“I’m ecstatic,” Richards said. “This is like nothing I could’ve ever imagined. I’m so happy right now. I knew it might take us a couple years to get used to the whole racing format [at the ISDE], but I knew we could do it. This year, I was really stoked after walking the tests [here] and I knew we could do it this year.”
In the final motos, the U.S. Junior World Trophy team of Grant Baylor, Ben Kelley and Josh Toth finished second on the day and for the week to Australia. The final margin of victory for the Aussies was 9:13.94. Grant Baylor’s performance improved as over the course of the week, and he capped off his final day of competition on the Junior team with his best-ever final moto results. He was fourth fastest in E2 and 12th overall individually.
“I can’t complain about [the team finishing second],” Grant Baylor said. “The team gave it their all and we pushed 100 percent. We were just outdone by the Aussies. To say that we were part of that team that won every division except for one, that’s pretty awesome. The one division we didn’t win, we were second place, so I think that’s pretty great.”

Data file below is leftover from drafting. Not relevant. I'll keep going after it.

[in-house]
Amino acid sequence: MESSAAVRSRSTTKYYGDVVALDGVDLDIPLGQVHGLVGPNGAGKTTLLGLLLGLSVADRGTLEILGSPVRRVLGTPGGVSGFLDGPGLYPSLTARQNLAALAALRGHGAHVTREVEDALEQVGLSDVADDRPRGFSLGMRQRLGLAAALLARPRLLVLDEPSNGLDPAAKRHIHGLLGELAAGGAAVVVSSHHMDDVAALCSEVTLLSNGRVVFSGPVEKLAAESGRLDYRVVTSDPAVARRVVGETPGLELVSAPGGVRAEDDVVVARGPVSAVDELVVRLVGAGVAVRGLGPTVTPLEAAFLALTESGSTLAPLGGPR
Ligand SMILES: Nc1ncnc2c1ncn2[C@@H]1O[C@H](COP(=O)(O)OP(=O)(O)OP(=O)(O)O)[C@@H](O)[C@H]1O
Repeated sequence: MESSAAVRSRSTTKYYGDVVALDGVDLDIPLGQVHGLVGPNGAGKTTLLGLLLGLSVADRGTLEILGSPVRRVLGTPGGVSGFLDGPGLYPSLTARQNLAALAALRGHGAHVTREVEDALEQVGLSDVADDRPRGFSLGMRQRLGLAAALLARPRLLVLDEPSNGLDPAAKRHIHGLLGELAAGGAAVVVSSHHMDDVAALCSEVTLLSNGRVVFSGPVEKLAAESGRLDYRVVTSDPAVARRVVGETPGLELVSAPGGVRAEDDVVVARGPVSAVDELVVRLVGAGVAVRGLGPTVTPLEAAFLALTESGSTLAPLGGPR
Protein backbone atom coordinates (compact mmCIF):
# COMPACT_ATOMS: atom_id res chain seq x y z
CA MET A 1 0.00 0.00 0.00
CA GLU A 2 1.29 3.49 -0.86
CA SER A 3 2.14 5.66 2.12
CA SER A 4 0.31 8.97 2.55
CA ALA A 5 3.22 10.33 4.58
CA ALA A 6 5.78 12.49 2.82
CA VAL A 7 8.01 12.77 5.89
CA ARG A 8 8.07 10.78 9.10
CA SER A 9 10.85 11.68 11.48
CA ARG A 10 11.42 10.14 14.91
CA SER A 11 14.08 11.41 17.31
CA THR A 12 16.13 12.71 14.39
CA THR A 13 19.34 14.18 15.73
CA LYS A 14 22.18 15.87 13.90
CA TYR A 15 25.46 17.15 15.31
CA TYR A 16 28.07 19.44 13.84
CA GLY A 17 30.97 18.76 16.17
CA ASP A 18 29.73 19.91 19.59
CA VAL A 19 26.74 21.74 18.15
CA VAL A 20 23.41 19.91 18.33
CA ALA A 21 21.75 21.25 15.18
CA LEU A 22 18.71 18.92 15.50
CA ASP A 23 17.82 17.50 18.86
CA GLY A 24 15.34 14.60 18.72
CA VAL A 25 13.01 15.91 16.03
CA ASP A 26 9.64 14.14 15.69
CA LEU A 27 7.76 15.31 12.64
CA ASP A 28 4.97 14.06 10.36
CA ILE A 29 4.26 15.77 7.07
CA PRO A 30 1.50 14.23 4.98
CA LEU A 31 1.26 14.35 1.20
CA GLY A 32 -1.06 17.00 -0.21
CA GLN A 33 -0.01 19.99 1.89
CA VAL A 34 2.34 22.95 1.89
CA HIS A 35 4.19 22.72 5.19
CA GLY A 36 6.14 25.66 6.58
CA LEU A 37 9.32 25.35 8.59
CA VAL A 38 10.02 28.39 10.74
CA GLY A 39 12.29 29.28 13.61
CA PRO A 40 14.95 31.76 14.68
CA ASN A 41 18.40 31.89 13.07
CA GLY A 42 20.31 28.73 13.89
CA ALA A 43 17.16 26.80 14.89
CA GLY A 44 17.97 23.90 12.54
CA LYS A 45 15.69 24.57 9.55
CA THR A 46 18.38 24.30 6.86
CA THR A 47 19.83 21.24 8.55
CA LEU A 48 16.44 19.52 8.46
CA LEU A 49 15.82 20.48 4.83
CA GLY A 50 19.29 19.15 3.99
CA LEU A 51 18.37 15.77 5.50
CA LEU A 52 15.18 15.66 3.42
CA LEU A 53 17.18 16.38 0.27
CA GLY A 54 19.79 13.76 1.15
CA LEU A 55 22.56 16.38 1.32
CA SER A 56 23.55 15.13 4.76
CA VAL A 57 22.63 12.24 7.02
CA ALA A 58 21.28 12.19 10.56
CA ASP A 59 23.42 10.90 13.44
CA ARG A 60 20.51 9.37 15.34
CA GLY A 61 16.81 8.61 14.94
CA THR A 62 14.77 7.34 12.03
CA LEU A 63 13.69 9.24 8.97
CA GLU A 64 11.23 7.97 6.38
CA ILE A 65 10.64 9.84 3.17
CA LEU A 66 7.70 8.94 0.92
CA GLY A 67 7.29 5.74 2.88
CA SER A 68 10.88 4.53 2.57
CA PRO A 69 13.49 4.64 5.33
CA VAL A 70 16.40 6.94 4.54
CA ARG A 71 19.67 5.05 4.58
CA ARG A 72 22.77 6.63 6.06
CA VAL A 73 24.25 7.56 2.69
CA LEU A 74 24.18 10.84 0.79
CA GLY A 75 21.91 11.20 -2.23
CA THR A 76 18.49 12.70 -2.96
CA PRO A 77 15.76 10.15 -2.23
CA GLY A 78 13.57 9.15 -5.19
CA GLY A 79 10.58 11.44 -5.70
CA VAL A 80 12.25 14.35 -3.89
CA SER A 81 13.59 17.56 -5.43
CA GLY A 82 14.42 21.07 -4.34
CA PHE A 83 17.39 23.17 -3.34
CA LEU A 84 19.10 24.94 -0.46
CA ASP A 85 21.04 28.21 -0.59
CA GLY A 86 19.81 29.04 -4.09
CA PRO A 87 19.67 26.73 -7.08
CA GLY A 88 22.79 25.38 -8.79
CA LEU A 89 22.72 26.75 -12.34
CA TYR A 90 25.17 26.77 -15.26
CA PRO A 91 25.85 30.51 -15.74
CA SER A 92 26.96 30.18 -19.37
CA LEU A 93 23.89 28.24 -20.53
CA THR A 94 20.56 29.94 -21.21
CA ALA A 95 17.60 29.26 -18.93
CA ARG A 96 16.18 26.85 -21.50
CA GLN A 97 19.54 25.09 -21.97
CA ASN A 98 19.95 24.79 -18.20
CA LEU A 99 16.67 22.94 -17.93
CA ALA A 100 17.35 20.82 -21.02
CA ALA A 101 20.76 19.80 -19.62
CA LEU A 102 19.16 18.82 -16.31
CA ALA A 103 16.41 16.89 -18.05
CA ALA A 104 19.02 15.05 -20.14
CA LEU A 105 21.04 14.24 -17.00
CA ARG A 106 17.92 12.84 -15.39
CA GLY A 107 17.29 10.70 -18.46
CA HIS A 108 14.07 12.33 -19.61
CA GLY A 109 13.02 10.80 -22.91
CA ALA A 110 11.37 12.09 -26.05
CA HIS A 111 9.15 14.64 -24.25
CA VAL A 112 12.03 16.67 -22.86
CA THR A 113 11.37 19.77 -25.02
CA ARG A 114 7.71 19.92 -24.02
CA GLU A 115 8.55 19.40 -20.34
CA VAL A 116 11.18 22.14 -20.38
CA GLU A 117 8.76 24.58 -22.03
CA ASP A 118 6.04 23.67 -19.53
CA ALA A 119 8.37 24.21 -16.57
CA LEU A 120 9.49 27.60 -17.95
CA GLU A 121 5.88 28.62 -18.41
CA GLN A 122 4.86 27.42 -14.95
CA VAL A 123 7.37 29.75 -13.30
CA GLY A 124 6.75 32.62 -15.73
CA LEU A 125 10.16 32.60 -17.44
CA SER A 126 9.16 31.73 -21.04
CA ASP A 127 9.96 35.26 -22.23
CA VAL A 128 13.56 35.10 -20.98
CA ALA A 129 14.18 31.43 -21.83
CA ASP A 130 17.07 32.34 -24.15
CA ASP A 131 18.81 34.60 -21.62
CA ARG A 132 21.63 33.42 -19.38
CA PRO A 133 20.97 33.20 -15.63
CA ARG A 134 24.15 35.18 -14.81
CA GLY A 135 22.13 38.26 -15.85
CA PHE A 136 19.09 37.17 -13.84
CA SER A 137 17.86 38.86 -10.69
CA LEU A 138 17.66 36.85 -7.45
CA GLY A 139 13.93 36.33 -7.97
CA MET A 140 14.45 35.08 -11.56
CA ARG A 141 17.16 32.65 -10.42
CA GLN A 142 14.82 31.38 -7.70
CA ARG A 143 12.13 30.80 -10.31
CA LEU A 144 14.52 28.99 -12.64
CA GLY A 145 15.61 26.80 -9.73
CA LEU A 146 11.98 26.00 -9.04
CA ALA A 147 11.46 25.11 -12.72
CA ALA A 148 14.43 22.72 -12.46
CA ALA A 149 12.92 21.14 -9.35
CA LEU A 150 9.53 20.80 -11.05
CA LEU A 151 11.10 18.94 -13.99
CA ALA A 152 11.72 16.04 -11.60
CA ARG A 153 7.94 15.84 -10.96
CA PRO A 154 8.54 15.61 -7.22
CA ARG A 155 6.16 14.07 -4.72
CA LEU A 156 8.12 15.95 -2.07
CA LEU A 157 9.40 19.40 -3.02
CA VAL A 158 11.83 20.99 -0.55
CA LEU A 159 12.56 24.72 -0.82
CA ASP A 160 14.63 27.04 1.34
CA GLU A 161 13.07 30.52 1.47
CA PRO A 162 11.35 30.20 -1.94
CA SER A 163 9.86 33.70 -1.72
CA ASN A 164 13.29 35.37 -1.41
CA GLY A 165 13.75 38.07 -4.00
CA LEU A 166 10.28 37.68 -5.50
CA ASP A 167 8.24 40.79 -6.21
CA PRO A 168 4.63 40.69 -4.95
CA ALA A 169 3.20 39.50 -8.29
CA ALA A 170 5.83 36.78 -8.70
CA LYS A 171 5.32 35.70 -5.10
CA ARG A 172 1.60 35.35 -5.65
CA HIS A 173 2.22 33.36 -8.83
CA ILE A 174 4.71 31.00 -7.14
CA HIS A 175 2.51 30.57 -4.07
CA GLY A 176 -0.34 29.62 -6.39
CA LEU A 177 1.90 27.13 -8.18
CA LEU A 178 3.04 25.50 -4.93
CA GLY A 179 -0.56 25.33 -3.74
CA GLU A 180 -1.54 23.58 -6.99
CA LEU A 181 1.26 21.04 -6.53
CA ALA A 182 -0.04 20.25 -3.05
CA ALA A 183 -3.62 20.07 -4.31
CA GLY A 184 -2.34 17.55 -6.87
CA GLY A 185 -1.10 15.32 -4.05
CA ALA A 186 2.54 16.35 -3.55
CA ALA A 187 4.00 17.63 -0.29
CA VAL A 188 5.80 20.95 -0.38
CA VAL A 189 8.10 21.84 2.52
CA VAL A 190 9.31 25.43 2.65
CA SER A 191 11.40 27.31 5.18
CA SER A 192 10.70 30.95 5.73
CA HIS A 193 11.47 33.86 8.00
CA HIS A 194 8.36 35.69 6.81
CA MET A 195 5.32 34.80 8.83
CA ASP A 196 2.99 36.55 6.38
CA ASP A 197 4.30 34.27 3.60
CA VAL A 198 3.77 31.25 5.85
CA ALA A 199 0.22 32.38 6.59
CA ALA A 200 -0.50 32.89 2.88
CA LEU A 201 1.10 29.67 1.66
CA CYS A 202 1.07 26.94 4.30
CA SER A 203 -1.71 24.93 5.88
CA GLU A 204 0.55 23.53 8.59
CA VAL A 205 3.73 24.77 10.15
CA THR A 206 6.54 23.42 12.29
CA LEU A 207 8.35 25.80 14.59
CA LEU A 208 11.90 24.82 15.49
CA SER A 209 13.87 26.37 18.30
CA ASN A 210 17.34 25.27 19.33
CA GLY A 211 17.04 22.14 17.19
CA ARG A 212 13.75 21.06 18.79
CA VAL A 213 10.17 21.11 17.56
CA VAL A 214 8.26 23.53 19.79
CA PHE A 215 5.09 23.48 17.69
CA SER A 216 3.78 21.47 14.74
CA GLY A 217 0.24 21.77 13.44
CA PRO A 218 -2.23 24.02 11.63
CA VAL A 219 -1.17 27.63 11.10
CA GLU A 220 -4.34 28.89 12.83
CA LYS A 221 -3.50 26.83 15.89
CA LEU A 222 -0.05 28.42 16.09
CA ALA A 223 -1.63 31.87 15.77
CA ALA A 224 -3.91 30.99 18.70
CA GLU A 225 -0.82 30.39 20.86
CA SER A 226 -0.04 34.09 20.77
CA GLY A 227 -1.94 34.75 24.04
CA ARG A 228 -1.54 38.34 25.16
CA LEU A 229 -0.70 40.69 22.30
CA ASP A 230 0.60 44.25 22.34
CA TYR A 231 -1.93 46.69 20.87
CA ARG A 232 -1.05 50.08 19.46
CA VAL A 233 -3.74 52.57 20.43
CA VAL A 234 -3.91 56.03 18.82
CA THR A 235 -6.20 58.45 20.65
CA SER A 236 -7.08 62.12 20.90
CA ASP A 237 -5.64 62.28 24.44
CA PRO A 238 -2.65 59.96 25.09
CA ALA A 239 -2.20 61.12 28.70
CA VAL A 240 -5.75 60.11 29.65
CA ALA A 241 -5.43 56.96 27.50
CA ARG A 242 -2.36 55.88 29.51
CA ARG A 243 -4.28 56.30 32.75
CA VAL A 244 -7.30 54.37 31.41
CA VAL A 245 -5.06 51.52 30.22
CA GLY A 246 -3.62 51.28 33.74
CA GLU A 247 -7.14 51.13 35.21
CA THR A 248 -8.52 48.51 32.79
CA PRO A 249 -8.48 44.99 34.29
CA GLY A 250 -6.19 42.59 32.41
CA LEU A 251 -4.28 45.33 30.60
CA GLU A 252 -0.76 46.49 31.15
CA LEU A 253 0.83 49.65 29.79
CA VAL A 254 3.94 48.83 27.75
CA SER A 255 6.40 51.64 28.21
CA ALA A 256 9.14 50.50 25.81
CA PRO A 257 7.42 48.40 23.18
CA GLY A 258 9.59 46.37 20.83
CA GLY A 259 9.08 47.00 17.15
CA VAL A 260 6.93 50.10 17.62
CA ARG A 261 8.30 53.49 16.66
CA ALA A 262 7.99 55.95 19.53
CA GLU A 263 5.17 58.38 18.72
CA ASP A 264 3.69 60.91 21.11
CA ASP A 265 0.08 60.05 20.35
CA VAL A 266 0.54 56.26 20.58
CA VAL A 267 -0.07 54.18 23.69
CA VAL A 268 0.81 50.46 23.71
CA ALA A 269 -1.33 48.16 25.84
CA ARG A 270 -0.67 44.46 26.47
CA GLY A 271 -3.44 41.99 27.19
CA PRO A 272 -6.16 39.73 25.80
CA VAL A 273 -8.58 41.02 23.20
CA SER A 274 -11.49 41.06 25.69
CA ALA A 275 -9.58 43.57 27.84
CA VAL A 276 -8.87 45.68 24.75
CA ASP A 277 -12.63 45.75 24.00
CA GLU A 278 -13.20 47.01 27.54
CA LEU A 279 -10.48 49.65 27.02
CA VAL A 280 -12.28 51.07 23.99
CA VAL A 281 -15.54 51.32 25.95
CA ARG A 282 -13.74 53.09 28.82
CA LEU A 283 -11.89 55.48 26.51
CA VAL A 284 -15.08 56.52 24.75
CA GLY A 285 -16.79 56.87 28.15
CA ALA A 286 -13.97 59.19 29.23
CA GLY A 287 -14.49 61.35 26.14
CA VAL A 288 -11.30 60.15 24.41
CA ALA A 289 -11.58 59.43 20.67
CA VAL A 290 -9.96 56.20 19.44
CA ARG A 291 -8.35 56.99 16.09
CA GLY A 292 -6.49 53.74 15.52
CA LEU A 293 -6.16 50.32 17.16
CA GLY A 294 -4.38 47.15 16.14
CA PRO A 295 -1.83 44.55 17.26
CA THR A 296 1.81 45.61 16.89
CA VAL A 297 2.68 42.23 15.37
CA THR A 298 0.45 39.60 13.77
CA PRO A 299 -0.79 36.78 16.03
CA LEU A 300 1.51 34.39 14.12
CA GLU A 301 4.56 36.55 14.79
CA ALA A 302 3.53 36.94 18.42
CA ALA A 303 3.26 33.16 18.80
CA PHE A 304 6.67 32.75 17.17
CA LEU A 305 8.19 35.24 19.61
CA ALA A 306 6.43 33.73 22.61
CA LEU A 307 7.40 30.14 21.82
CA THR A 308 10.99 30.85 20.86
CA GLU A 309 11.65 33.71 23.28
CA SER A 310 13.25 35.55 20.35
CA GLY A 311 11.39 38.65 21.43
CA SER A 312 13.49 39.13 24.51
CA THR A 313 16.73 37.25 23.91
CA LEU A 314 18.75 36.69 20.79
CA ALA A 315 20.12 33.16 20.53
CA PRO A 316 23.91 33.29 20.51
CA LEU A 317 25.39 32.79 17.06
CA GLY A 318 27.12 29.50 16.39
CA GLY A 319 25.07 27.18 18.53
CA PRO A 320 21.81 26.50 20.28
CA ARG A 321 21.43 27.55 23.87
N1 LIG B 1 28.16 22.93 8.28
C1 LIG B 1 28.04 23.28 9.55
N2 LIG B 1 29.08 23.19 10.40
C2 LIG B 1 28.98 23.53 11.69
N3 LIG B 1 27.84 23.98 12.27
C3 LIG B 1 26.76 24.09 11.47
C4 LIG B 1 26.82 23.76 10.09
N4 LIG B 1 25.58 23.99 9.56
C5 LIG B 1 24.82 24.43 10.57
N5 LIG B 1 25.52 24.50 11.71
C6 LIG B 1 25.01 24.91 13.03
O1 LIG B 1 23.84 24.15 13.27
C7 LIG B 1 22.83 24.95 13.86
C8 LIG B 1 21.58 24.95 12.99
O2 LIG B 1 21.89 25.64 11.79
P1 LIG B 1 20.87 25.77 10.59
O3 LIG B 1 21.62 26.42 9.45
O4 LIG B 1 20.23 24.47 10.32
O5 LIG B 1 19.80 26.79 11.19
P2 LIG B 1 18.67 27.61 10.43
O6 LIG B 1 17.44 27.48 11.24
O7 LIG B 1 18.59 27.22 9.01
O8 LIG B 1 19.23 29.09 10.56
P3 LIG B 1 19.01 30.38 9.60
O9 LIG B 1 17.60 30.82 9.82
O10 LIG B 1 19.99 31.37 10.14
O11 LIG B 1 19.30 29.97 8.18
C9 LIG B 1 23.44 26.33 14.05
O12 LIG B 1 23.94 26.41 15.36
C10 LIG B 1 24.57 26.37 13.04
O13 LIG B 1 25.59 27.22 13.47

As they had done all week, XC Gear’s Dante Oliveira, Ricky Russell and Austin Walton put in a stellar day, which helped them seal the championship in the Club team division. Oliveira ran away with the final C2 moto, winning by 16.53 seconds. He was backed up by Russell, who was third in that moto. Walton finished the moto in eighth. That put the team 18:03.05 ahead of the next best team.
The Gas Gas USA team (J.T. Baker, Tyler Vore and Trent Whisenant) finished the week on a strong note. Vore won C3 for the day, and the team held onto eighth place in the Club standings. The Mojo Motorsports team (Anson Maloney, Josh Knight and Tanner Whipple) enjoyed a good day as well, ending the event in 12th place. The Elizabeth Scott Community team (Jayson Densley, Paul Krause and Brian Storrie) got all three of its senior-class riders to the finish, moving up one spot to finish 31st.
After his electrical issues yesterday, Kevin DeJongh got his motorcycle repaired and re-impounded in order to take part in the final motos. Added to one of the early motos, he then went on to win the moto for a positive end to the week. With Nic Garvin (another final C2 moto winner) and Austin Serpa also finishing positively, the Eric Cleveland Memorial team moved up several positions to finish 46th.
Any time a Club (or Junior World Trophy team, for that matter) team loses a rider, the three-hour penalty assessed daily adds up and cuases that team plummet in the standings. The Missouri Mudders team (James King and Nathan Rector, with Anthony Krivi DNFing on Day 3) were no different and ended up 79th for the week.
Similarly, the AMA District 37 team finished in 120th, since Nate Ferderer was the team’s only rider still competing by week’s end. His teammates Blayne Thompson and Jacob Argubright dropped out earlier in the week with motorcycle problems.